Princess Moo Young lays in bed and she’s holding a few flower petals as she reminisces about her swoony encounter with her mussy-haired silent prince charming.

Yeon Choong sits in his room and broods over his daddy’s curt and cold dismissal and rejection of him. A flower petal floats past and he catches it, reminding him of his encounter with Moo Young.

General Yeon is summoned into the Palace late at night by the King, which usually means very bad things are about to happen. His loyal ministers urge him to stage a coup right now rather than risk getting taken out by the King. He ignores then and just stands there tapping his fingers slowly and deliberately. He doesn’t blink and eye and goes, this man is one rock hard MoFo.

King Yeongryu is sparring with Princess Moo Young and discussing what to do about Yeon Gae So Mun. The Princess knows General Yeon is opposing the Crown Prince installation in exchange for the Prime Minister switch, and the King says General Yeon’s position means he doesn’t want to go oversee the wall building at the border. The King warns that one wrong move and the nobles might rise up in a coup.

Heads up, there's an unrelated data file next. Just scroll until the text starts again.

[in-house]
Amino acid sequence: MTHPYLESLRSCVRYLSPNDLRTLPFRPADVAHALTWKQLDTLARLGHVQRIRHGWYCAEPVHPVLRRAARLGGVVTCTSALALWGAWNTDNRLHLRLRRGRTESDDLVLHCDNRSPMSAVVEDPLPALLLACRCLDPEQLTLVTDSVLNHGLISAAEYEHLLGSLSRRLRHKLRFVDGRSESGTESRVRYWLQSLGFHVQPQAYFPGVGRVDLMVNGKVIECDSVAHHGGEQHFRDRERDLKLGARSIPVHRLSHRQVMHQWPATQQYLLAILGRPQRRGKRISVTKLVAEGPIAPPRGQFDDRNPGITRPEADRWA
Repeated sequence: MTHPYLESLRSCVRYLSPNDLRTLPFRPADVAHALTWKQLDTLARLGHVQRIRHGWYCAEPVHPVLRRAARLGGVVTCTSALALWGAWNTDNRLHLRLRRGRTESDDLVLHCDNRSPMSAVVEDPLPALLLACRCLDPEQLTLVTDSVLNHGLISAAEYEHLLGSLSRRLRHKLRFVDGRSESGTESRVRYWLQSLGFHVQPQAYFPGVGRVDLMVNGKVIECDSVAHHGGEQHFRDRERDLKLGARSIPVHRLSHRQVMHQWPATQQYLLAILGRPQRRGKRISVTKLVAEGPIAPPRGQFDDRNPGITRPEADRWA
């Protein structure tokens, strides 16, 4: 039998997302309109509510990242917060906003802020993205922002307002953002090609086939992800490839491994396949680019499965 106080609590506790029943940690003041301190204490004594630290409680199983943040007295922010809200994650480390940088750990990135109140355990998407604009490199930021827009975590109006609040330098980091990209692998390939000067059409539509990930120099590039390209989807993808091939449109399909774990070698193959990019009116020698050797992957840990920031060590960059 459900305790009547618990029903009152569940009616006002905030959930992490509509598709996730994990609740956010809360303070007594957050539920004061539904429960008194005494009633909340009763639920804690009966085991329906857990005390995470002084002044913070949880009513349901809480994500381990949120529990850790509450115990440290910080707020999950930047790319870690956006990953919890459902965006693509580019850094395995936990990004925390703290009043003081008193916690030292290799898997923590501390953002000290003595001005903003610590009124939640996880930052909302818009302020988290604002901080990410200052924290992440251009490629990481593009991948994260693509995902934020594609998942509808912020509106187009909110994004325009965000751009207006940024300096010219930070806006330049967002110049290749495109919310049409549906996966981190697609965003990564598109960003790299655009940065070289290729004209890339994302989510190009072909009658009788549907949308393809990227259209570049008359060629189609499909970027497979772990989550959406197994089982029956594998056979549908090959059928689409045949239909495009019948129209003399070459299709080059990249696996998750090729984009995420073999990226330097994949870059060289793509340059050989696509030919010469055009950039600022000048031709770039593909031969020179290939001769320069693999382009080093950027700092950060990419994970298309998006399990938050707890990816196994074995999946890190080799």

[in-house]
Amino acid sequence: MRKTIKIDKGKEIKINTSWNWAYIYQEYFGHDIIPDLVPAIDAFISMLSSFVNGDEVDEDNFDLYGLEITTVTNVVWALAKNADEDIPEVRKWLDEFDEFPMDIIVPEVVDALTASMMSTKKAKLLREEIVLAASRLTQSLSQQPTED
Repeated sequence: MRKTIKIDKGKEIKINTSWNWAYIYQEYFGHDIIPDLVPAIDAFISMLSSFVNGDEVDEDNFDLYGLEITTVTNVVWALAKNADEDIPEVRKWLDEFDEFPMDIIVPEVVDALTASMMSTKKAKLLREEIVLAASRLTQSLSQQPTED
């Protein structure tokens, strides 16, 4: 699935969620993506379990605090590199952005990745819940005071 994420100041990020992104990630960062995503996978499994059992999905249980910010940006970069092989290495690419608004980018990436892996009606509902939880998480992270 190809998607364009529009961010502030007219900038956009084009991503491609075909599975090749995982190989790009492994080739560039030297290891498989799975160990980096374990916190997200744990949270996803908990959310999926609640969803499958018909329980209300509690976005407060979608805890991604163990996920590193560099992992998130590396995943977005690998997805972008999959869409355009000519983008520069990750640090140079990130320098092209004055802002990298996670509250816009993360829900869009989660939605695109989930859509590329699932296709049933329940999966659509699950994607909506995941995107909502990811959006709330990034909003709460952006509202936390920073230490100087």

The two men get ready for their late night tete-a-tete, with Princess Moo Young helping her father change and there is this great wordless moment between them when you can see that he wishes so desperately she was a boy and could be a good successor to the throne. General Yeon arrives at his late night private meeting with the King, who cuts to the chase and makes a offer that if he agrees to change the Prime Minister, then General Yeon needs to agree to install the prince as the Crown Prince. General Yeon agrees, saying only that he hopes the new Prime Minister can protect Goguryeo.